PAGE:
Making it “Write”

I often collaborate with other attorneys. We routinely create documents together. I know what I am looking for in a final product. I share my 30 Rules for Legal Writing with them. You may not agree with all my rules and there is sometimes a good reason to vary a particular rule. Occasionally, my collaborators and I have to negotiate. Still, I find things go more smoothly if co-authors work from the same set of expectations and make it “write.”

Here they are.

Rich’s 30 Rules for Legal Writing:

  1. Eliminate unnecessary words; no throat clearing.
  2. Keep it simple.
  3. Keep it direct.
  4. Keep your sentences short.
  5. Use active voice.
  6. State one idea at a time.
  7. Accuracy matters.
  8. Beware of repetition.
  9. State the issue.
  10. If an authority states the controlling rule, quote it.
  11. Use quotations from authorities if the specific words matter, otherwise paraphrase accurately.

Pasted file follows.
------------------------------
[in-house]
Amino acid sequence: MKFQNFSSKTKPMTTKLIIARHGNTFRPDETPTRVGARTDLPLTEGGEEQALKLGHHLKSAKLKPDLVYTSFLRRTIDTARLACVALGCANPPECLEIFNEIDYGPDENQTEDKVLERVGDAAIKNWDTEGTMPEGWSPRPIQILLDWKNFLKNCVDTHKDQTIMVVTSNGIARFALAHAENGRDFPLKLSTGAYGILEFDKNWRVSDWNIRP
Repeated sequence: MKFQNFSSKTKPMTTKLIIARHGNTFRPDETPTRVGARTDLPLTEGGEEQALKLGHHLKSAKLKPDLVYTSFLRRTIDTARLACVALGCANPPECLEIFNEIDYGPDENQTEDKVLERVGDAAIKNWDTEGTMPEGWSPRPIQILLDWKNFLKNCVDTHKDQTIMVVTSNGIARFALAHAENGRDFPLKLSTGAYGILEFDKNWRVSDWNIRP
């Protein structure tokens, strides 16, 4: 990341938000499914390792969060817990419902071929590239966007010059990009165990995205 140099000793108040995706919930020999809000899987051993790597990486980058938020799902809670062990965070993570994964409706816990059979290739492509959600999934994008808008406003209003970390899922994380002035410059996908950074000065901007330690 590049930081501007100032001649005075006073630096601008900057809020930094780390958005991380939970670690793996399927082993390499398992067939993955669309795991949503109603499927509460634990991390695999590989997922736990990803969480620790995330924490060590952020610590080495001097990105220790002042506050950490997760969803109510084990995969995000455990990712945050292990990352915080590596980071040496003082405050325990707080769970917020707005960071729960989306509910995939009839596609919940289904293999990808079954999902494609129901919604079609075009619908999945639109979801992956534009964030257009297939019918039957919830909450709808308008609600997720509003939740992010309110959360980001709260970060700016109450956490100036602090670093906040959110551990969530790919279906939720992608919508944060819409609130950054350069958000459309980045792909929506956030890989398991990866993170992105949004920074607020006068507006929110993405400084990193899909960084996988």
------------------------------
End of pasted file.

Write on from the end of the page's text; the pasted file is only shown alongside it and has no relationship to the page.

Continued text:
12. If a statute or rule cites the controlling principle, begin with it, then refer to the cases.
  13. Use semicolons in lists or to show that two thoughts in independent clauses are intimately connected.
  14. When citing a case in the forum jurisdiction, refer to the official citation only.
  15. When citing a case that may not be easily available to the judge, attach a copy.
  16. Use explanatory parentheticals with a See or Cf. signal or if the application of the authority to the case is not obvious.
  17. Ordinarily, put the citations, except for case names, in the footnotes.
  18. Use bold text, not italics, to emphasize.
  19. Avoid abbreviations unless authorized in case names by the bluebook.
  20. Do not use contractions.
  21. Punctuation goes inside quotation marks even if that makes them technically inaccurate.
  22. No Harvard commas, unless the comma would prevent a misunderstanding.
  23. No extra spaces between sentences.
  24. Left justify your margins.
  25. Number your pages
  26. Reread and edit your draft.
  27. Be consistent.
  28. If you can get someone else to read and comment on your writing, do it.
  29. If you do not understand what you have written, you can be sure the Court will not either.
  30. Proofread.


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